by Brad Nelson 1/26/18
I’ll tell you right off the bat that I’m probably going to hell for watching this series. It’s a dark, somewhat pornographic, gangster-violence series. You may need to take a shower after watching it.
For those with a stronger stomach, there are some compelling elements to it. There is the essential of all such series: the great villain. Danny Huston plays Ben Diamond who is otherwise known as “the butcher.” By far he is the best character and actor in the troupe.
The series is set around a fictitious hotel set on Miami Beach. It is one so prestigious that it has a Frank Sinatra suite where no one but Sinatra is allowed to stay. The sets themselves are lavish and, I’m guessing, are gorgeous reproductions of the early 1960’s.
This series ran for two seasons and was cancelled. It may have become too expensive to produce and/or the ratings dropped. To some extent, I can understand the latter. The central character, Ike Evans — who conceived, built, and runs the Miramar Playa — becomes a conflicted and weak character as the series goes on.
But he doesn’t start out that way. He’s a handsome Jew with a gorgeous wife who, until her marriage to Ike, was a famous dancer. That’s how they met. Olga Kurylenko plays Vera Evans who is another compelling character in the series. Unable to conceive a child with Ike, she’s somewhat conflicted about being a stay-at-ritzy-hotel mom. She even has a fling with inviting Jackie Kennedy to the hotel. But I think the primary character of this series is the general elegance and richness of the hotel itself, and Vera Evans is a symbol of that and of what money can buy.
Ike plays the generally honest businessman who has necessarily had to make some compromises in order to fulfill his dream of taking an empty lot of sand and turning it into an earthly paradise for the moneyed set. His silent partner is Ben “The Butcher” Diamond. In the first part of season one, Ike Evans is walking that line between doing what he has to do to keep the Miramar Playa open without becoming one of the bad guys himself.
That is how his character is set up. He is to remain a good man while occasionally doing some dodgy things. He’s the smart guy who can, by his own wits, sidle up next to a guy such as Ben Diamond and not be the dog who gets up with fleas.
Unfortunately, in just one scene the supposedly school-of-hard-knocks Evans is turned into a mere puppet to drive the plot along. In one telling moment, he went from being Ike Evans the savvy (although sometimes dodgy) businessman walking the razor’s edge of success, to just an idiot. The Miramar Playa is hosting a title fight. Ben Diamond has leaked out that he has rigged the fight. And he does so in order to get everyone to bet on the supposed winner when, in fact, Diamond has rigged the fight for the other guy to win. Diamond hopes to clean up by then betting on the guy with the long odds.
Ike Evans, like everyone else, hears the rumor. His hotel is currently struggling with cash-flow problems, but not dangerously so. Hotels have slow seasons. But for some inexplicable reason (even though he is partners with Ben Diamond and knows the guy can’t be trusted and is always running a scam), Ike grabs all the spare cash he has in the safe and bets on the fight….and loses it all.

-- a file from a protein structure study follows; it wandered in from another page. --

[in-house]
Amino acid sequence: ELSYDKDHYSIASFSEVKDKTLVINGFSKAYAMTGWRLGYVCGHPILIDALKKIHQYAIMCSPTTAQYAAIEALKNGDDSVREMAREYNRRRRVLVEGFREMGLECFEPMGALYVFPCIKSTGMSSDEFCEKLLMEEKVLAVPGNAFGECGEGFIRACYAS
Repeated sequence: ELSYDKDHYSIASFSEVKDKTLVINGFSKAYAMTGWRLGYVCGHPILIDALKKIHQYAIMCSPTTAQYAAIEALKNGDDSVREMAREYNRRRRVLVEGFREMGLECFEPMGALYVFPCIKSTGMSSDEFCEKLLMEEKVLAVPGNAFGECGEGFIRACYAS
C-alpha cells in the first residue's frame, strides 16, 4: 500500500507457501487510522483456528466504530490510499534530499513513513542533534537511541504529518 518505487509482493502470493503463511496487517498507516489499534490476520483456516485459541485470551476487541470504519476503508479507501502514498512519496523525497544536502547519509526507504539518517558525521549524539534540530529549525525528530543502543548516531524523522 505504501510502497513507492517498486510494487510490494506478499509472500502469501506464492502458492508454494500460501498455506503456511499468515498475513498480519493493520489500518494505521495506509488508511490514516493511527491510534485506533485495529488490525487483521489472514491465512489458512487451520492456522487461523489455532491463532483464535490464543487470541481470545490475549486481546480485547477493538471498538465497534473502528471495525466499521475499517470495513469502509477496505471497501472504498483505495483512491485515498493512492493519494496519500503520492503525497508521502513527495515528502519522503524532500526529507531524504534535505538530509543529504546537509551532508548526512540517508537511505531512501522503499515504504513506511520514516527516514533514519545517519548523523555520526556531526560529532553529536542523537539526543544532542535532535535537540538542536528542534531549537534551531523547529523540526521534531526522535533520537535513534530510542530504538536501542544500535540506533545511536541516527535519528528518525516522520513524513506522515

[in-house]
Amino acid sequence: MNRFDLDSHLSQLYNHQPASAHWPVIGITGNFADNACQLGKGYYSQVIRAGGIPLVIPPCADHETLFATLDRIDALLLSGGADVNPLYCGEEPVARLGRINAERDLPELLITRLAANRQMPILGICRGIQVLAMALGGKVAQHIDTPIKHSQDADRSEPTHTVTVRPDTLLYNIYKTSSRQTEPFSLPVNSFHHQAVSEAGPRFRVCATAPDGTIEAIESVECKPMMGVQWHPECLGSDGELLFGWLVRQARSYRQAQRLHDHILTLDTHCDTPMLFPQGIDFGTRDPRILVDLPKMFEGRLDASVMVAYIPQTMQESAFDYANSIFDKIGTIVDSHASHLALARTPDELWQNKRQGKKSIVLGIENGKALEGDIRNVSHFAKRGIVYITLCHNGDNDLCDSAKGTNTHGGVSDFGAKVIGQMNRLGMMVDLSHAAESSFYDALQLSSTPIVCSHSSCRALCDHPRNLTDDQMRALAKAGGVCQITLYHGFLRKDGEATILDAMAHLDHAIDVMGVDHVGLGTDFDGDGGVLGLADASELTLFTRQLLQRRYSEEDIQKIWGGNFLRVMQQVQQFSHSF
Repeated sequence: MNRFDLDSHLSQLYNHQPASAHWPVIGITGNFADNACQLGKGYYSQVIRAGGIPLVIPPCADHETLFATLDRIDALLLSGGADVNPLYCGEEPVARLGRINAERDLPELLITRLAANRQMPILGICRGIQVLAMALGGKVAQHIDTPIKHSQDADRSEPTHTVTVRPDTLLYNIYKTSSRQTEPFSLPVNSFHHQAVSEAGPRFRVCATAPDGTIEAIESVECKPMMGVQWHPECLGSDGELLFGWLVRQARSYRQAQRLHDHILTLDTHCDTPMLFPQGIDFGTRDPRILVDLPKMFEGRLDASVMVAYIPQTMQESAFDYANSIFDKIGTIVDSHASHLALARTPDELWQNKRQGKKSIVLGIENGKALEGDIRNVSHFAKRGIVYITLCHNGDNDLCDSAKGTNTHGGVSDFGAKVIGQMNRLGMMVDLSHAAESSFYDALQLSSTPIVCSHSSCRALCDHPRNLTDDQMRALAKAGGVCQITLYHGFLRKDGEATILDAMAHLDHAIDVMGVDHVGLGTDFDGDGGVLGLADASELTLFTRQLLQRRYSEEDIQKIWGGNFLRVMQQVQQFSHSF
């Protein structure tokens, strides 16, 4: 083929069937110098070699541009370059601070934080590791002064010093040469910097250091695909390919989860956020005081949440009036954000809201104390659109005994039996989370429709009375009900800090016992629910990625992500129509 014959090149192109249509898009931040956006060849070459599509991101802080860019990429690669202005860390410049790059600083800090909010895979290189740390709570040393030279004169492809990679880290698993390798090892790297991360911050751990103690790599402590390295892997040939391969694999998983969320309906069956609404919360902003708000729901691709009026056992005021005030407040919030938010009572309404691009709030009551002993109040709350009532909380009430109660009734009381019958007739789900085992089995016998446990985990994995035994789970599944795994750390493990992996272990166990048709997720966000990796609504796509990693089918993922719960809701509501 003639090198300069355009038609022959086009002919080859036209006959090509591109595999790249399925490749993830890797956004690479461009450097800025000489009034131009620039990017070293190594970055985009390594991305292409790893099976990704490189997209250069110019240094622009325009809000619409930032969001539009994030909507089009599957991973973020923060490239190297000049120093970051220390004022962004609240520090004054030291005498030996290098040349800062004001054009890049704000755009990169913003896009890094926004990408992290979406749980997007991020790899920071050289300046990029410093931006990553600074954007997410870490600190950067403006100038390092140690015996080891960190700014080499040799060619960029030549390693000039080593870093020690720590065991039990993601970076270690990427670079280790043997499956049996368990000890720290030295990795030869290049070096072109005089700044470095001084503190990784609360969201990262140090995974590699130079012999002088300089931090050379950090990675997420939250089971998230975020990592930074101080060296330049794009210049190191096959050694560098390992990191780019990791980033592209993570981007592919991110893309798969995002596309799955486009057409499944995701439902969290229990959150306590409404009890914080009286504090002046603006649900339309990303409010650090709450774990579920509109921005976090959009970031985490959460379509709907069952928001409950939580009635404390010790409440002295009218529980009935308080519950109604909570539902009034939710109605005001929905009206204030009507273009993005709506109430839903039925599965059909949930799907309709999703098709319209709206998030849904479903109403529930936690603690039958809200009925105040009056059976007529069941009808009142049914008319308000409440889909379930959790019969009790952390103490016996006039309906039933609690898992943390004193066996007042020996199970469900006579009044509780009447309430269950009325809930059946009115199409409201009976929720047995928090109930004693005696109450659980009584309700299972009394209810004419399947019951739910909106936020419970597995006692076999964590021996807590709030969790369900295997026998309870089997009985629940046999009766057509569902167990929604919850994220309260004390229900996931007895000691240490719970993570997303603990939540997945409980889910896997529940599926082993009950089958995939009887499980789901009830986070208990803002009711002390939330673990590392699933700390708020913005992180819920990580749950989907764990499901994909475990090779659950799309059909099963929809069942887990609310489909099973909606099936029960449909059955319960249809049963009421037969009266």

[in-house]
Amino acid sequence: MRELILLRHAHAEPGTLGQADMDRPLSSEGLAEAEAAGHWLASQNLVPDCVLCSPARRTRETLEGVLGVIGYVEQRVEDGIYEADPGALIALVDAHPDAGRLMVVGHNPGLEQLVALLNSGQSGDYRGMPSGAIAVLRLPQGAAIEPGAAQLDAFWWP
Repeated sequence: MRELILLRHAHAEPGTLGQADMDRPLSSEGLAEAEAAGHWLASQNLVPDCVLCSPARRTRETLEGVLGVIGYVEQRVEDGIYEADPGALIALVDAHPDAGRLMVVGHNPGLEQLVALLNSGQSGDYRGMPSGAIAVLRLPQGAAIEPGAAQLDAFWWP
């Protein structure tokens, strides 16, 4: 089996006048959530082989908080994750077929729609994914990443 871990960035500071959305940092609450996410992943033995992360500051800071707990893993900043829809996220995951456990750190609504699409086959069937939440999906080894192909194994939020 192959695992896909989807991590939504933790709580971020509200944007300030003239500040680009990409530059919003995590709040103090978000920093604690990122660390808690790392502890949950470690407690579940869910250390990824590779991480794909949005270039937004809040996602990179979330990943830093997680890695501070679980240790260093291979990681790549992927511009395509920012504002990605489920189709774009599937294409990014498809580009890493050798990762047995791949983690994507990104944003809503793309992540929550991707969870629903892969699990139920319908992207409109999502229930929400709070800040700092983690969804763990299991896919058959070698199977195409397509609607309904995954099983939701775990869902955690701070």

It seemed somewhat obvious at the time that Ike would know that Ben Diamond was up to something and thus would know the leak was a deception. But, no. He immediately went from savvy Ike to stupid Ike.
And if that wasn’t bad enough for your central character, in much of the rest of the two seasons Ike Evans becomes Dr. No. His role in the series seems to be to tell everyone else why they can’t do what they want to do. It gets old and gets boring. And this is your main character.
Thankfully, there is enough going on that doesn’t directly involve Ike. One of Ike’s sons gets involved with Ben the Butcher’s wife which a constant source of tension and danger. The younger son, Danny, is a goody-two-shoes and is thinking about interning with the local district attorney who is another very good character. You would remember Matt Ross as the tech giant and Jobs-like evangelist of Hooli in the HBO series, Silicon Valley. In Magic City, Ross plays the district attorney, Matt Klein, who is playing the long game to snare Ben Diamond and plans on doing so by first catching Ike Evans in something and then strong-arming him to give up Diamond.
Several characters get caught up in this struggle including the gorgeous hooker, Judi Silver, who is a member of the bevy of girls on-call at the Miramar Playa. Whether or not the Miramar Playa is what life was like in 1960’s Miami Beach, I have no idea. But the elegance of the hotel combined with the sleaze of prostitution and the undercurrent of the mob probably isn’t that far from the truth.
There is lots of gratuitous nudity and sexual situations in this series, so it’s not for everyone. I think the writers failed the main character and I can’t blame this failure on the actor who plays Ike Evans, Jeffery Dean Morgan. I think he’s crisp and sharp in the first several episodes before they make him stupid as well as turn him into Dr. No.
Even though the series is cut short, it does end in a way that doesn’t leave you hanging too much. It concludes in a marginally satisfying way while still leaving story lines open had there been another season.
But two is more than enough. I don’t recommend this series as such. But if you like good 60’s period pieces and gangster films, it does have that. And if you watch this, you may have Judi Silver’s body burned into your retinas. Magic City is currently streaming on Netflix but is scheduled to be off the service in early February, so now would be the time if you wanted to check out a couple episodes.
Brad is editor and chief disorganizer of StubbornThings.
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